1. Lockwood, Craig

Article Content

Development of methodology and methods in the field of qualitative synthesis is growing at a significant rate. There is an increasing number of published qualitative reviews as well as books and papers related to methodology. The field of qualitative synthesis is now entering the phase where comparative evaluation research is not only possible but increasingly necessary. A small number of comparative studies has also been published, examining the differences within and between methodologies.1-3


As a field of scholarship, qualitative synthesis is characterized by a rich collection of methods, a strong theoretical basis (albeit not always referred to in published qualitative reviews), and ongoing debates on methods and goodness of fit for purpose. However, very few methodologists have given real consideration to the information needs of end users.4-7


Qualitative systematic reviews provide answers to complex questions related to subjective or humanistic perspectives. Much like primary qualitative research, qualitative synthesis has been framed as identifying the meanings people attribute to their experiences, the beliefs that underpin behavior associated with adherence to a therapy: questions that begin with "what is it like[horizontal ellipsis]", or "what is the experience of[horizontal ellipsis]" and "why do people[horizontal ellipsis]" are often used to demonstrate the areas that qualitative synthesis addresses. Equally important yet rarely addressed are considerations when choosing a method, what the results of the review are to be used for, and who the intended end users and what their information needs are.8


The reason these are relevant is embedded in the categorization of methods of qualitative synthesis. Since Noblitt and Hare's work on meta-ethnography, methods of qualitative synthesis have been categorized as being interpretive or integrative.9 More recently, this same categorization has been described as inductive or deductive, where the inductive approach leads to new theoretical understandings that inform modelling of how mid-level theory fits or extends conceptual understanding of a topic.10 Qualitative methods of synthesis that fit within this broad categorization include meta-ethnography and realist synthesis. The second grouping, described as integrative or deductive, includes meta-aggregation and qualitative meta-synthesis where the evidence is qualitatively compiled, but using methods that do not lose the "parts in the emerging whole". The misconceptualization that may arise from this classification is that while one method is described as inductive and the other as deductive, both are grounded in interpretivism. Whether the methodology is meta-aggregation or ethnographic, the defining characteristic is that it fits within the interpretive paradigm. It is the paradigm, and not just the vernacular associated with the methods, that identifies reviews as interpretive.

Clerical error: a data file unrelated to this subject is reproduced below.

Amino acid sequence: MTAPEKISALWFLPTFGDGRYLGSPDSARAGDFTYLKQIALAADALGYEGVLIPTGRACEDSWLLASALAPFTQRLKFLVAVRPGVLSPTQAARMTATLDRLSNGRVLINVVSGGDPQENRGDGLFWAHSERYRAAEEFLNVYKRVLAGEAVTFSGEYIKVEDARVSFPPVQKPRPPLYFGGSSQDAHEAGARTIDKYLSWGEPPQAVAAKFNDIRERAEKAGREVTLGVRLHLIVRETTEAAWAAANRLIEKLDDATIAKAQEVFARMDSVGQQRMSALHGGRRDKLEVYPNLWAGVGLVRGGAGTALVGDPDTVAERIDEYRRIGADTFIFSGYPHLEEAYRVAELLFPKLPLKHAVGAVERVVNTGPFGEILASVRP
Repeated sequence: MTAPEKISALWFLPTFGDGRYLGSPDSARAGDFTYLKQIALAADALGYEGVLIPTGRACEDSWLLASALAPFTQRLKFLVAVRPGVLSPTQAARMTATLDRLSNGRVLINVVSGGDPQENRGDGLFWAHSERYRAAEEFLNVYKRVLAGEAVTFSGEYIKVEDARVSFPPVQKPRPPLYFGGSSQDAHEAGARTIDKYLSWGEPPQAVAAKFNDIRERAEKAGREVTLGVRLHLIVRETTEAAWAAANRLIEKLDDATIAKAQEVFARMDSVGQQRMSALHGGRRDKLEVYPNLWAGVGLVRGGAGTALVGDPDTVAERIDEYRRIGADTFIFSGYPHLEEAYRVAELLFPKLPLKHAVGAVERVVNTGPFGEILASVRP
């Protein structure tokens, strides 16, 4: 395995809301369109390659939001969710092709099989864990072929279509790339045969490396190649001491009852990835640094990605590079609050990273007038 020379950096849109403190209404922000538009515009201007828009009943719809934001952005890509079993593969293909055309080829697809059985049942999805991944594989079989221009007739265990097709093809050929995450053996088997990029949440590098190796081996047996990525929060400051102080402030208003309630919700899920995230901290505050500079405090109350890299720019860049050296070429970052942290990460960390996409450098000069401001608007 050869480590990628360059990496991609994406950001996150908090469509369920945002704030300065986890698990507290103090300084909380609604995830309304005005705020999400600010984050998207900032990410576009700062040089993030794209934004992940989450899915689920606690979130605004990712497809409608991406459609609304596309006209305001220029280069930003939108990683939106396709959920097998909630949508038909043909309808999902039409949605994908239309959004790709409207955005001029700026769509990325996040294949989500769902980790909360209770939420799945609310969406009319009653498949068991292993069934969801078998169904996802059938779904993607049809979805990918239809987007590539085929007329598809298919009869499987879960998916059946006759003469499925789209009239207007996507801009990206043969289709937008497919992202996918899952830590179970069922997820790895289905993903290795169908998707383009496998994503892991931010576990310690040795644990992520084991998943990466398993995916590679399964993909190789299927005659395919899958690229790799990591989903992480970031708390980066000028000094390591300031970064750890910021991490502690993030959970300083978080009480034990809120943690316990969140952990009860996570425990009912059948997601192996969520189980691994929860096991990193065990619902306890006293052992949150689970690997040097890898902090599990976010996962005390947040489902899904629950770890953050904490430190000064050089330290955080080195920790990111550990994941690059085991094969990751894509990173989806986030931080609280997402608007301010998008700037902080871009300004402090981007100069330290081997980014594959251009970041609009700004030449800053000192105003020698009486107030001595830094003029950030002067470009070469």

If this misconceptualization can be put aside, the focus can increasingly give consideration to prioritization of the choice of methodology based on goodness of fit with the information needs of the end users. The information needs of end users extend beyond the findings or recommendations; they also include transparency and auditability in the review methods to establish the degree of confidence that can be attributed to the findings and recommendations.


A quantitative systematic review is understood to consist of a comprehensive set of methods for the development of an a-priori protocol, leading to a comprehensive search, critical appraisal to establish study credibility and dependability, and data extraction and synthesis leading to conclusions or recommendations. The Joanna Briggs Institute and many groups adhere to these internationally recognized characteristics of a high quality systematic review for the synthesis of evidence arising from all paradigms and any empirical method.1,2,11 The decision-making steps are reported, and an audit trail demonstrates the review author's adherence to the process. The results of a review intended to inform decision-making in policy or practice need to be clearly attributable to the data from which they were derived, and recommendations arising need to be graded by level, with an indication of the degree of confidence for each recommendation that clearly addresses the dependability of included studies, the plausibility of the original study findings, and the strength of the paper.8,12,14


Meta-ethnography has a focus on constructing new interpretations from existing qualitative literature. The reviewer is an interpretive agent who facilitates conceptual development expressed through new models, theories and concepts, often expressed as mid-level theory. The interpretation is always from an incomplete data set (published research), raising questions about whether mid-level theory should be subject to further research and evaluation prior to implementation in policy or practice.8-10